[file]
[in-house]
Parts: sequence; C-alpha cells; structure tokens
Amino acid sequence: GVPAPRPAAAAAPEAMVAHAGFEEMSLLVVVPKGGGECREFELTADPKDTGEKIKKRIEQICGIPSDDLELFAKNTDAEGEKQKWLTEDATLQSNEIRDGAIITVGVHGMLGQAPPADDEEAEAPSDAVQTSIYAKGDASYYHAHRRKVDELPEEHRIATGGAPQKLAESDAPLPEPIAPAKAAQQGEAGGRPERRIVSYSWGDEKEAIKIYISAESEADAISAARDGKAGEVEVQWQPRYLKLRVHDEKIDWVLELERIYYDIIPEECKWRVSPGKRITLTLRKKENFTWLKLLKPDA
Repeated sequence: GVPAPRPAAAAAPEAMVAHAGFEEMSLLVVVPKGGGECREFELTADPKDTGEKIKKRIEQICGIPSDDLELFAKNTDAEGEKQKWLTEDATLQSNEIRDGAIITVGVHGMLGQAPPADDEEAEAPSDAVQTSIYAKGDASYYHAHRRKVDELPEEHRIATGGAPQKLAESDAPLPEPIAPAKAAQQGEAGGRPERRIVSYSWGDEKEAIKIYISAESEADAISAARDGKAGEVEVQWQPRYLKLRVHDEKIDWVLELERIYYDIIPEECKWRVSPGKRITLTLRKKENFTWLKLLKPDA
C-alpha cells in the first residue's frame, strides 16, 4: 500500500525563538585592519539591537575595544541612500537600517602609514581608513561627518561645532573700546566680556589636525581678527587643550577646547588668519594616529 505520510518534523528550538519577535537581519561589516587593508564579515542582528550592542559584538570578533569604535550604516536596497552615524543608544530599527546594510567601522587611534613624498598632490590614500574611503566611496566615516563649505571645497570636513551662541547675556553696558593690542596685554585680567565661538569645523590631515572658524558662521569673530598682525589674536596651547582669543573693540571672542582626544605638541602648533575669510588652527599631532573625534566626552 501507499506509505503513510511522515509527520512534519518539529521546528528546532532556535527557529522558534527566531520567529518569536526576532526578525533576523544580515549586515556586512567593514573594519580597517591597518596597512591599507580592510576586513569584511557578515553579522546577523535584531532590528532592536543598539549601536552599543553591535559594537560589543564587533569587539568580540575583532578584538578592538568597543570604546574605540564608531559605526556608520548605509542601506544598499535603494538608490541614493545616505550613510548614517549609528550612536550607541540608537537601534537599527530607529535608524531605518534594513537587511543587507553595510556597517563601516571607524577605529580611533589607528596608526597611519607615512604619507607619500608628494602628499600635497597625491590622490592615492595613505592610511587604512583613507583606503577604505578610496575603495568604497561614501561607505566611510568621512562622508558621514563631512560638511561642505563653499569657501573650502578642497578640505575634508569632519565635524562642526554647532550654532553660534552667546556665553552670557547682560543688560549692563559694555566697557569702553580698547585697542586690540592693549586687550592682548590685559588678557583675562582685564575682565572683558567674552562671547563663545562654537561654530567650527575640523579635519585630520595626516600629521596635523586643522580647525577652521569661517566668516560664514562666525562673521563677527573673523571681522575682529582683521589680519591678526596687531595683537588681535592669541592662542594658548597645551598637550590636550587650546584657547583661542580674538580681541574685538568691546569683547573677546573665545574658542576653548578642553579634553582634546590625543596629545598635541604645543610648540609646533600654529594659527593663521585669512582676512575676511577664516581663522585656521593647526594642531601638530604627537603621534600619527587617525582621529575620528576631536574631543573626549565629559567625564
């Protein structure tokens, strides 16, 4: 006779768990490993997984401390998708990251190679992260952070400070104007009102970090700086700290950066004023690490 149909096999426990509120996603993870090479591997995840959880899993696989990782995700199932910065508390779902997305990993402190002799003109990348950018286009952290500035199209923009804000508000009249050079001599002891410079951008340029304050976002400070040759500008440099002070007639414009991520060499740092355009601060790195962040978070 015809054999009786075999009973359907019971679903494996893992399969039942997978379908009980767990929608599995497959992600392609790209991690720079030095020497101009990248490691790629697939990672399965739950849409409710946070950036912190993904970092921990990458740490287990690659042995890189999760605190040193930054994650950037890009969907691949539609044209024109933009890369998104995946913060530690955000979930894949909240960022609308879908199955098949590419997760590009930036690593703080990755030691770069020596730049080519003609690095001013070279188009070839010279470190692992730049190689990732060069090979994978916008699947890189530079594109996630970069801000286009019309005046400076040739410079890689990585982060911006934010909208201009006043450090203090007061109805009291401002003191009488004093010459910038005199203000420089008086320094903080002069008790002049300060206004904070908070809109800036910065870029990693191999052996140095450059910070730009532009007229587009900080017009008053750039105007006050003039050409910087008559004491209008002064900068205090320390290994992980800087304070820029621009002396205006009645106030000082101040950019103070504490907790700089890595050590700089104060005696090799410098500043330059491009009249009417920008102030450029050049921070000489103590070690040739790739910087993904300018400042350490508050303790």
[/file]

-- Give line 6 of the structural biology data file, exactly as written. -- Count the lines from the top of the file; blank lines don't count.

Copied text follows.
């Protein structure tokens, strides 16, 4: 006779768990490993997984401390998708990251190679992260952070400070104007009102970090700086700290950066004023690490 149909096999426990509120996603993870090479591997995840959880899993696989990782995700199932910065508390779902997305990993402190002799003109990348950018286009952290500035199209923009804000508000009249050079001599002891410079951008340029304050976002400070040759500008440099002070007639414009991520060499740092355009601060790195962040978070 015809054999009786075999009973359907019971679903494996893992399969039942997978379908009980767990929608599995497959992600392609790209991690720079030095020497101009990248490691790629697939990672399965739950849409409710946070950036912190993904970092921990990458740490287990690659042995890189999760605190040193930054994650950037890009969907691949539609044209024109933009890369998104995946913060530690955000979930894949909240960022609308879908199955098949590419997760590009930036690593703080990755030691770069020596730049080519003609690095001013070279188009070839010279470190692992730049190689990732060069090979994978916008699947890189530079594109996630970069801000286009019309005046400076040739410079890689990585982060911006934010909208201009006043450090203090007061109805009291401002003191009488004093010459910038005199203000420089008086320094903080002069008790002049300060206004904070908070809109800036910065870029990693191999052996140095450059910070730009532009007229587009900080017009008053750039105007006050003039050409910087008559004491209008002064900068205090320390290994992980800087304070820029621009002396205006009645106030000082101040950019103070504490907790700089890595050590700089104060005696090799410098500043330059491009009249009417920008102030450029050049921070000489103590070690040739790739910087993904300018400042350490508050303790």